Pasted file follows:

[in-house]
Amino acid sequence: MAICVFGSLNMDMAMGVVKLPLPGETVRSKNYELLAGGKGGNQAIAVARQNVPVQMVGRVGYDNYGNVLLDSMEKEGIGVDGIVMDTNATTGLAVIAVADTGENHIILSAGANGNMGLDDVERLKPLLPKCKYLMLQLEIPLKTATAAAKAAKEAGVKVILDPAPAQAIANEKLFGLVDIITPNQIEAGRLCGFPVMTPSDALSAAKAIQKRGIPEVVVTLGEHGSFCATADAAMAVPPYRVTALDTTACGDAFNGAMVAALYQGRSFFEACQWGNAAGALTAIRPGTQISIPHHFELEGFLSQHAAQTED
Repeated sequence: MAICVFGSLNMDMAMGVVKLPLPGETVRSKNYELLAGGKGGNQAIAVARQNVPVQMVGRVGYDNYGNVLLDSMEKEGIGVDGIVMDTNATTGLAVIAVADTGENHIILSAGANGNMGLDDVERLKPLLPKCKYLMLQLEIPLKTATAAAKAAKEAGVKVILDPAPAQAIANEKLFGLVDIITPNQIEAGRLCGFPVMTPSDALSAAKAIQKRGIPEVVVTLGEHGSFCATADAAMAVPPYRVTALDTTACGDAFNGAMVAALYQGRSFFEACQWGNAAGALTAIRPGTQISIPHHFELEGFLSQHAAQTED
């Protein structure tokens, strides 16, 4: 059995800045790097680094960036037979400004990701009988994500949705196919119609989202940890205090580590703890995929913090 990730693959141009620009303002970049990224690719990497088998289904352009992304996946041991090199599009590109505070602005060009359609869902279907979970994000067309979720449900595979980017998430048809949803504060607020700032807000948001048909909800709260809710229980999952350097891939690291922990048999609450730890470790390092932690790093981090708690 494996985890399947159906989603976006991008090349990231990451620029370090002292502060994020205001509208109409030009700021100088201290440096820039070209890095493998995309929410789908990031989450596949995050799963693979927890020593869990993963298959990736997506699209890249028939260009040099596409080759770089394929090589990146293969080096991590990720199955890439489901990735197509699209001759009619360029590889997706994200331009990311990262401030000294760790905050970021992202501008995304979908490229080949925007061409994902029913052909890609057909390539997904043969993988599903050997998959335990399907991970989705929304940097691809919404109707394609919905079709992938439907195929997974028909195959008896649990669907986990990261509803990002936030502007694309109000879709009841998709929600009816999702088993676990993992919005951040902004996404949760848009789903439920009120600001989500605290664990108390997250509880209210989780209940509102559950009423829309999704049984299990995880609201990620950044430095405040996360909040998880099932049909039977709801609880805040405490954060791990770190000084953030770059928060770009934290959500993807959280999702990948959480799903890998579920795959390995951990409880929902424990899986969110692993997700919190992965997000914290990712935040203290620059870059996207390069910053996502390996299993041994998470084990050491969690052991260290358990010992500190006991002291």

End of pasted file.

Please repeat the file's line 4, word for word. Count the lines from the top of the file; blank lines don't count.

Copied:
């Protein structure tokens, strides 16, 4: 059995800045790097680094960036037979400004990701009988994500949705196919119609989202940890205090580590703890995929913090 990730693959141009620009303002970049990224690719990497088998289904352009992304996946041991090199599009590109505070602005060009359609869902279907979970994000067309979720449900595979980017998430048809949803504060607020700032807000948001048909909800709260809710229980999952350097891939690291922990048999609450730890470790390092932690790093981090708690 494996985890399947159906989603976006991008090349990231990451620029370090002292502060994020205001509208109409030009700021100088201290440096820039070209890095493998995309929410789908990031989450596949995050799963693979927890020593869990993963298959990736997506699209890249028939260009040099596409080759770089394929090589990146293969080096991590990720199955890439489901990735197509699209001759009619360029590889997706994200331009990311990262401030000294760790905050970021992202501008995304979908490229080949925007061409994902029913052909890609057909390539997904043969993988599903050997998959335990399907991970989705929304940097691809919404109707394609919905079709992938439907195929997974028909195959008896649990669907986990990261509803990002936030502007694309109000879709009841998709929600009816999702088993676990993992919005951040902004996404949760848009789903439920009120600001989500605290664990108390997250509880209210989780209940509102559950009423829309999704049984299990995880609201990620950044430095405040996360909040998880099932049909039977709801609880805040405490954060791990770190000084953030770059928060770009934290959500993807959280999702990948959480799903890998579920795959390995951990409880929902424990899986969110692993997700919190992965997000914290990712935040203290620059870059996207390069910053996502390996299993041994998470084990050491969690052991260290358990010992500190006991002291």